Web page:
In early November, when were out and about at Internet Week Europe, we stumbled upon an interesting session involving a handful of startups discussing how and why they pivoted their business. Richard Moross, founder of online printers, and Dror Ceder, founder of Wibiya, discussed some of the pitfalls they faced before eventual success, and the ‘failing fast’ concept reared its head again. We wrote at the time:

“Failure isn’t inherently bad, but dragging a failure out for longer than is necessary is suicidal for startups. Fail fast, move on and learn from your mistakes.”

Fail fast and learn from your mistakes. But how can you do that? If you’ve invested a lot of blood, sweat and tears into getting your enterprise off the ground, it can be difficult to acknowledge that a serious pivot may be required. You may even have to go back to square one.

Forget foolish pride

You can’t recover from a business mistake unless you know you’ve made a mistake. So don’t fool yourself and don’t delay the inevitable if you know, deep-down, that your business isn’t working. Polish your best cutlery, dig out your finest crockery and tuck into a large helping of humble pie – never be afraid to own-up to a mistake.

The quicker you can react to a bad situation, the better. Take it on the chin, don’t be bitter and learn from your mistakes.

Tell people

If you finally accept that you’ll need to change things, it’s likely there will be other people that will need to know too. It could be your family, interns, employees, investors, customers – whoever is directly affected need to know. It’s unlikely anyone will hate you for it, so just tell it like it is and explain how you plan to turn things around.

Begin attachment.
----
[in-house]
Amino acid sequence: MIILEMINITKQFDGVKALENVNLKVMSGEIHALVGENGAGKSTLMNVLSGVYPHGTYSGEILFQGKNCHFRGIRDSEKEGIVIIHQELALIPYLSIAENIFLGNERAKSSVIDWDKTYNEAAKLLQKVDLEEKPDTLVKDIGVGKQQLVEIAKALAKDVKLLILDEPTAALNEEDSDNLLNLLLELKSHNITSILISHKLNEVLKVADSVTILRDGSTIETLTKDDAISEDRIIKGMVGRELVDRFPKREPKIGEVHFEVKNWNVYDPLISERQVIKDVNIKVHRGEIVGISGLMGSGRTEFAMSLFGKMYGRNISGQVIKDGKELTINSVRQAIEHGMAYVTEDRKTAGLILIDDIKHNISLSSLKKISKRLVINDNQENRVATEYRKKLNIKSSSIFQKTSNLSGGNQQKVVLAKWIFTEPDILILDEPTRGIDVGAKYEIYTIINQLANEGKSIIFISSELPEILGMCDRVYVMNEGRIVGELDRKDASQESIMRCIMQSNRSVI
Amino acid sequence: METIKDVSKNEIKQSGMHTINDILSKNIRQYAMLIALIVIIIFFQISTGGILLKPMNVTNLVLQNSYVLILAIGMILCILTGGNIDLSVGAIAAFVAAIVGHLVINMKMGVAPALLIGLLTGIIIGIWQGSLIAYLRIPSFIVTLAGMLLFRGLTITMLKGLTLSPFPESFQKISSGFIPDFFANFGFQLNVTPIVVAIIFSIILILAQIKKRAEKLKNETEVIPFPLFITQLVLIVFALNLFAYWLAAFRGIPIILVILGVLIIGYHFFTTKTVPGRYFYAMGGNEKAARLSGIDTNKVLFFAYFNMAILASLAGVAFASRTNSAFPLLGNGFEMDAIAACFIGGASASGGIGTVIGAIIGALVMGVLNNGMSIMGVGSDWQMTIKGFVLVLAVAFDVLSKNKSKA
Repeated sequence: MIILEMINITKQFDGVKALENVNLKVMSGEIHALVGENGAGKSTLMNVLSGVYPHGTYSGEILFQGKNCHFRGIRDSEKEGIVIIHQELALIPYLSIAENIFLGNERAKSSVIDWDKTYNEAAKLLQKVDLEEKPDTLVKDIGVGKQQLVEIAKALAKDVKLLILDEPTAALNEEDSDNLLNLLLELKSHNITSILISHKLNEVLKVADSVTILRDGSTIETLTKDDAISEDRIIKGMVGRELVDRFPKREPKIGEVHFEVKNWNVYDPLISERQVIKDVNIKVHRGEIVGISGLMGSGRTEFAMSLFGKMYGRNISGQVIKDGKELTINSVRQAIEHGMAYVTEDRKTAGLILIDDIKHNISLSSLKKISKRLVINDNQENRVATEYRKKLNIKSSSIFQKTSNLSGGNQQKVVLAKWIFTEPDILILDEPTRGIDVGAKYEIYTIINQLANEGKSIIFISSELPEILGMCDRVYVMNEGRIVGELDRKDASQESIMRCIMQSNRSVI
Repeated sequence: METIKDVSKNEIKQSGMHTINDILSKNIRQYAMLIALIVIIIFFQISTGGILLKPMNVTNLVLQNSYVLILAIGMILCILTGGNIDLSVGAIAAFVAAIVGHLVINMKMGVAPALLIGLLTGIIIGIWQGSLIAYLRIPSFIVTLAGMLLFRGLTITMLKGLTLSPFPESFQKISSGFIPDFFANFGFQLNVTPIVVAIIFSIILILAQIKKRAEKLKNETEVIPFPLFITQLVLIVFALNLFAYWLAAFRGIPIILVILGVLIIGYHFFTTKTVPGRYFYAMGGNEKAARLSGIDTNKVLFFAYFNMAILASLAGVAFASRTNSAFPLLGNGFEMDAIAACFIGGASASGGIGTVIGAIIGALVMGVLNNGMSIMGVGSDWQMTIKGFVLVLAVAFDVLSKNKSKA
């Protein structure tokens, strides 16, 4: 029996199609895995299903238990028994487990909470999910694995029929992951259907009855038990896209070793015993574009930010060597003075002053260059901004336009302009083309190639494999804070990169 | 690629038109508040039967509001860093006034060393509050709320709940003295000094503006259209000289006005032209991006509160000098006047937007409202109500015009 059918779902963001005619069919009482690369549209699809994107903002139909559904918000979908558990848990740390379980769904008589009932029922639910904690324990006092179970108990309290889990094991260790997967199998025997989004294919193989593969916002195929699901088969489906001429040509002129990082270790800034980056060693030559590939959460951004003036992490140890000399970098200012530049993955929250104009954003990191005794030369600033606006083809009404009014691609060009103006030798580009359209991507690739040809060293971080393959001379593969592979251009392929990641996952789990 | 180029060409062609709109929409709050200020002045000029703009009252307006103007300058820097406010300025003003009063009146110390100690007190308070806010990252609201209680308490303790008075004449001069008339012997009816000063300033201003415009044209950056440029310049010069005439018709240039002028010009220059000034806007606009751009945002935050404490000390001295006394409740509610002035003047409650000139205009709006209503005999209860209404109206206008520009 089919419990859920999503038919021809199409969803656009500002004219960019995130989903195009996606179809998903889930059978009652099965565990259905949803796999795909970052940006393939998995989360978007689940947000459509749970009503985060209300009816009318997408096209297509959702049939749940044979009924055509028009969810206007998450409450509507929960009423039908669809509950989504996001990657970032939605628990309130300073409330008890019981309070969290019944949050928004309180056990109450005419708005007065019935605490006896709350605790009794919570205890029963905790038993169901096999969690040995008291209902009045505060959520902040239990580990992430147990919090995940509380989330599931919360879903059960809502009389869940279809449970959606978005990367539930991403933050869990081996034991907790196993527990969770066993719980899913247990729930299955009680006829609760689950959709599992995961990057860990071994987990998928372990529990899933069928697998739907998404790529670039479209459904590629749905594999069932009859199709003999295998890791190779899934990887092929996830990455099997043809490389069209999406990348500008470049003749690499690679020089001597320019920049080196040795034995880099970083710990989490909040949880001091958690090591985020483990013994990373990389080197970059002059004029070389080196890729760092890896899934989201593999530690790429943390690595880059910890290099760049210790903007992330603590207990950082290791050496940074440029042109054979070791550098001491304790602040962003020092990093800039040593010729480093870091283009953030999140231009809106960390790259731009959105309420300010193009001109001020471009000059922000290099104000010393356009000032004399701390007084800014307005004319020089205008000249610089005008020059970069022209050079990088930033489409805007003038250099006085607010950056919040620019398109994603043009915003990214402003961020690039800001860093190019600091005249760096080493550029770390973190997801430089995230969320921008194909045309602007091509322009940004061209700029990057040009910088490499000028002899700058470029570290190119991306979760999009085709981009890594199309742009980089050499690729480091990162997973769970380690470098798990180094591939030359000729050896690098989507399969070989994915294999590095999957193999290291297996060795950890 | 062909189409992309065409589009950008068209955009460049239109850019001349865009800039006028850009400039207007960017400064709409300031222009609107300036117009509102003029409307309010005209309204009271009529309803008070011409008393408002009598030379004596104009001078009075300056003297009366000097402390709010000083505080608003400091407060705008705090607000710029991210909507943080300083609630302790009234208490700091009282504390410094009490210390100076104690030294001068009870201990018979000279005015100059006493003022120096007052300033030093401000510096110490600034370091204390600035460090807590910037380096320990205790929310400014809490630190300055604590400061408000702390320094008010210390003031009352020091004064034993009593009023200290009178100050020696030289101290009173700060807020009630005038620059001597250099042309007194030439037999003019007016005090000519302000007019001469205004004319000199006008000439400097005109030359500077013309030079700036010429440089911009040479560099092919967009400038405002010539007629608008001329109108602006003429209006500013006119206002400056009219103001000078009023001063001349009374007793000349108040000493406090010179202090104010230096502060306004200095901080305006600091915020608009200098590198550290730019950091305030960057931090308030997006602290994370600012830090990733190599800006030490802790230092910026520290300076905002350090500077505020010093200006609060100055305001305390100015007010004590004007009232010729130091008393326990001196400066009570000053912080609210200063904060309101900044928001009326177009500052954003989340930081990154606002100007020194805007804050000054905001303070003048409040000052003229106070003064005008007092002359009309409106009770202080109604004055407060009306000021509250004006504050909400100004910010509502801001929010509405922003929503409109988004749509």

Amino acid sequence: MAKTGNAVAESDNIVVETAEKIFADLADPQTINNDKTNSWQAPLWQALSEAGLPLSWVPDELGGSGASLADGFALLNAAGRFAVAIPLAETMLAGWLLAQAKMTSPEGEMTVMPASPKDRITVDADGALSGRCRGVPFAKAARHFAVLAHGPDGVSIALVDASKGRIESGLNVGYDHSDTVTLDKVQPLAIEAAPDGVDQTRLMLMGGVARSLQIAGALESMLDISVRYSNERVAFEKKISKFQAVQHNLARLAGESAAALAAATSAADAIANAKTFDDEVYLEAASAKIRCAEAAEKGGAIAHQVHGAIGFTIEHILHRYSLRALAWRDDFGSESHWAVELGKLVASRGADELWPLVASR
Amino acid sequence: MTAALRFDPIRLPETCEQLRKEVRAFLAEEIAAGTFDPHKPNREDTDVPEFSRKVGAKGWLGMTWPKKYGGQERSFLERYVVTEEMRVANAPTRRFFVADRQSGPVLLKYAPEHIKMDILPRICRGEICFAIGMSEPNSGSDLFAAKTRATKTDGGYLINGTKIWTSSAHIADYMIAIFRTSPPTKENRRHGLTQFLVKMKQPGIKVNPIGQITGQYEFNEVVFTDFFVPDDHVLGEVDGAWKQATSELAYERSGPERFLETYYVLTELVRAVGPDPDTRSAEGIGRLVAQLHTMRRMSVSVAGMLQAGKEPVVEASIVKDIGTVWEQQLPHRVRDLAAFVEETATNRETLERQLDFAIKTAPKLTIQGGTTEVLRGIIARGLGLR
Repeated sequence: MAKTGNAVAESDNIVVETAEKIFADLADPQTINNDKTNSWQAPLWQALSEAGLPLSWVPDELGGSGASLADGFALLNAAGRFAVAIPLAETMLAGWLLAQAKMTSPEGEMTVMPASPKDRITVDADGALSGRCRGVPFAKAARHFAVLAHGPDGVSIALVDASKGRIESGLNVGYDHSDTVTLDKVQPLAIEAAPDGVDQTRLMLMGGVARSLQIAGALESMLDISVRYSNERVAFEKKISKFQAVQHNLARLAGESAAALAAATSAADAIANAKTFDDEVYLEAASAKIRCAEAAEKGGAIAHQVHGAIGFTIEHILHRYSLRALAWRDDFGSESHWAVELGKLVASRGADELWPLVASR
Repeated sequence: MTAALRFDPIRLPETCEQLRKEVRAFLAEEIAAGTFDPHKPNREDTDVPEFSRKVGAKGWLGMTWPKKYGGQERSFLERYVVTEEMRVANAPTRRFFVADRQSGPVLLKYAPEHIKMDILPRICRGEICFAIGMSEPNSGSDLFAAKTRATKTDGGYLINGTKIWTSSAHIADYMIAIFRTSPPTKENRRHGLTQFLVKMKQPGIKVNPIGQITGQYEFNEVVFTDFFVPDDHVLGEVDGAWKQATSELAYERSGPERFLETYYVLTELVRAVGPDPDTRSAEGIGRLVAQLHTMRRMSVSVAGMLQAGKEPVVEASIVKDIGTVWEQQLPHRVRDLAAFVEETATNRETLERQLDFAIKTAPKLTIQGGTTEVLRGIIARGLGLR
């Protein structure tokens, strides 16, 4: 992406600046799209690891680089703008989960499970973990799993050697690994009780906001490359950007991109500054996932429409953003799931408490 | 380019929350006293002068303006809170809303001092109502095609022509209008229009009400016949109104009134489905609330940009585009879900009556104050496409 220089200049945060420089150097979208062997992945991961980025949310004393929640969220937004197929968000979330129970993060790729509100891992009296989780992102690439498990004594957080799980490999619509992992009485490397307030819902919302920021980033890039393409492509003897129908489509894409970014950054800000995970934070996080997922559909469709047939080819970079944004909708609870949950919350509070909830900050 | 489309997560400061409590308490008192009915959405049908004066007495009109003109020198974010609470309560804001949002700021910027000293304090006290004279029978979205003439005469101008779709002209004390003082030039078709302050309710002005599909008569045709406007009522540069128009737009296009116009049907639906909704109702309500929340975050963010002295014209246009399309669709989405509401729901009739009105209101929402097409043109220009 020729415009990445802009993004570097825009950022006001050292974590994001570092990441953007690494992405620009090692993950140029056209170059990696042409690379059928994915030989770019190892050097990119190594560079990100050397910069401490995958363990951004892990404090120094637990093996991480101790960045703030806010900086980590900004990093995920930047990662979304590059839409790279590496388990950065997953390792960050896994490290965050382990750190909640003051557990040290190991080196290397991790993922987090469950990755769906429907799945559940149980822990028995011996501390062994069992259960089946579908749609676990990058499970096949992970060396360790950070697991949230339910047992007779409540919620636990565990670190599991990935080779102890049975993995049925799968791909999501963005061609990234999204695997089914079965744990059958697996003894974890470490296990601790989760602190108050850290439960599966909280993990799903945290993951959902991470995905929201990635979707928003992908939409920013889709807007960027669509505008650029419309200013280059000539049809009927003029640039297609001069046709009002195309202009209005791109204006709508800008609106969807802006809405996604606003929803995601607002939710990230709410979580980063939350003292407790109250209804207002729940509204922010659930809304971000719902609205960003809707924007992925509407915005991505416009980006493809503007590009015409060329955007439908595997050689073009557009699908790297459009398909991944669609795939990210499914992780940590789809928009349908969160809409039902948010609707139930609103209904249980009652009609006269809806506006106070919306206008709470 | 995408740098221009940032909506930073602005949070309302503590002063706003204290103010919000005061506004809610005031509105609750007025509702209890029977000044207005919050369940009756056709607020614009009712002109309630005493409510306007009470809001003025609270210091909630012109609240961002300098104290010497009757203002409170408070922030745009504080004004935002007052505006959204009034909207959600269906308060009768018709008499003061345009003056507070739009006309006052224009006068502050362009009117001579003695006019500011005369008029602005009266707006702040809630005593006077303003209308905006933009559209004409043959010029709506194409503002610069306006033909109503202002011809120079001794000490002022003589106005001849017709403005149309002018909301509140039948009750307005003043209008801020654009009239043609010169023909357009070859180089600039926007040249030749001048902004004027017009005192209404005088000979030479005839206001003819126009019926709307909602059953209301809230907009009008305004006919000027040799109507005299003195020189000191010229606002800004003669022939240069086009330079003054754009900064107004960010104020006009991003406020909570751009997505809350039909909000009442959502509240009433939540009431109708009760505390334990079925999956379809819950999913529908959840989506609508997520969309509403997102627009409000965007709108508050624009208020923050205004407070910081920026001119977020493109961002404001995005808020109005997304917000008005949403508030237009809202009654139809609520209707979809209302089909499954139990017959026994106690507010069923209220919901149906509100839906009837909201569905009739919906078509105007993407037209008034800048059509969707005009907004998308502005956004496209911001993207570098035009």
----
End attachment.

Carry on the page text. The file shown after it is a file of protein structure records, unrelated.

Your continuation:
A knock-on effect of this could be that relationships will become more solid as a result, and when it’s time to recover you’ll have the same people by your side to help move things forward.

Find a fix and move forward

That said, you will likely be faced with some pretty tough decisions – ones that may make you unpopular. It’s often said that one of the toughest parts of running a business is having to let good people go, but if you need to strip-down and streamline your new business, that’s exactly what you may have to do.

However, you shouldn’t jump to that conclusion. If you’re not undergoing a full-blown pivot and are only seeking to remedy one or two (big) mistakes, it’s worth exploring whether you can reverse the situation.

Sure, you may need to ask for a few favors, maybe even ask staff to work unpaid for a short while, but don’t let foolish pride get in the way of that. Issue apologies where you think apologies are needed, explain what went wrong and explore whether backtracking a few stages is more feasible.

If that’s not possible, you may just have to consolidate, cut your losses and learn from your mistakes. And this is a key point to finish here with.

The last thing you want is for history to repeat itself. Look at why your mistake(s) happened, how could you have done things differently? How will you change things moving forward?

This may be a good point to bring on board someone with more experience than you – it could be a mentor, adviser, investor or a co-founder who will help bring a different dynamic to the company.

However you plan to recover though, remember that failing isn’t inherently a bad thing. But if it does happen, fail fast.